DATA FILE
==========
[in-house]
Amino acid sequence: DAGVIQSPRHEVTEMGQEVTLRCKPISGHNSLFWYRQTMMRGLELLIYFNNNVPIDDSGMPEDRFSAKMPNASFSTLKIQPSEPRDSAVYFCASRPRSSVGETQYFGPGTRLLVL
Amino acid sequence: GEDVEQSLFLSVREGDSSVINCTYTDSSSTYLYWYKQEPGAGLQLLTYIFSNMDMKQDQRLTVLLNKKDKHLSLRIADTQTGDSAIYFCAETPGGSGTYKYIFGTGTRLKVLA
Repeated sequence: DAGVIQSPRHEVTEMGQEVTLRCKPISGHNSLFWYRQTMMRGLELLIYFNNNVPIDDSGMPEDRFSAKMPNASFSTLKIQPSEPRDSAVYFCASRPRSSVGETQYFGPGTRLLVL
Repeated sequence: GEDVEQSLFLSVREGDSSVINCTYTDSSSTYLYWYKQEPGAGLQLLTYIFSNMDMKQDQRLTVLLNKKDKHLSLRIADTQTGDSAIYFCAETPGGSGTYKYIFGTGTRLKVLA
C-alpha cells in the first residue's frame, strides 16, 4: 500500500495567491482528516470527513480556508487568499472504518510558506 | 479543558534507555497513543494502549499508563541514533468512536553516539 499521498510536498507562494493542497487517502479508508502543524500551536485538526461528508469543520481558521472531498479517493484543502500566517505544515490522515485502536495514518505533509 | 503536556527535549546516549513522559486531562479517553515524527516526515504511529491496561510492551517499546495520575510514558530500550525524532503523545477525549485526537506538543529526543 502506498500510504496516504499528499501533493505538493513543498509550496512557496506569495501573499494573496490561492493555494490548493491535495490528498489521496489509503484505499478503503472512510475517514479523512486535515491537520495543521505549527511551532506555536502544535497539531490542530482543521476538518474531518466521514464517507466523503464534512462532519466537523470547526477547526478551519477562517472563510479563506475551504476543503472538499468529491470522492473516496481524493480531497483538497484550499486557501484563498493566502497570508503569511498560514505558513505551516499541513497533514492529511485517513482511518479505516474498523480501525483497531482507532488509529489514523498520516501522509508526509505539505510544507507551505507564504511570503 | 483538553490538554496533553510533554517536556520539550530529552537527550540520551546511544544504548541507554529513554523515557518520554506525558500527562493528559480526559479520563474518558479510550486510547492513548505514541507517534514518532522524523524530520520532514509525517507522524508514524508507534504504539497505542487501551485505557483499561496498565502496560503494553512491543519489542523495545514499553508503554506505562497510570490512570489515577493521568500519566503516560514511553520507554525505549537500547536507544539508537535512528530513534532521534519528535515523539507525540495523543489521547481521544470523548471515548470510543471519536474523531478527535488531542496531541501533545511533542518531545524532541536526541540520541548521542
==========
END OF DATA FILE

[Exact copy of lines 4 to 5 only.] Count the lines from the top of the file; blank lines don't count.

Repeated sequence: DAGVIQSPRHEVTEMGQEVTLRCKPISGHNSLFWYRQTMMRGLELLIYFNNNVPIDDSGMPEDRFSAKMPNASFSTLKIQPSEPRDSAVYFCASRPRSSVGETQYFGPGTRLLVL
Repeated sequence: GEDVEQSLFLSVREGDSSVINCTYTDSSSTYLYWYKQEPGAGLQLLTYIFSNMDMKQDQRLTVLLNKKDKHLSLRIADTQTGDSAIYFCAETPGGSGTYKYIFGTGTRLKVLA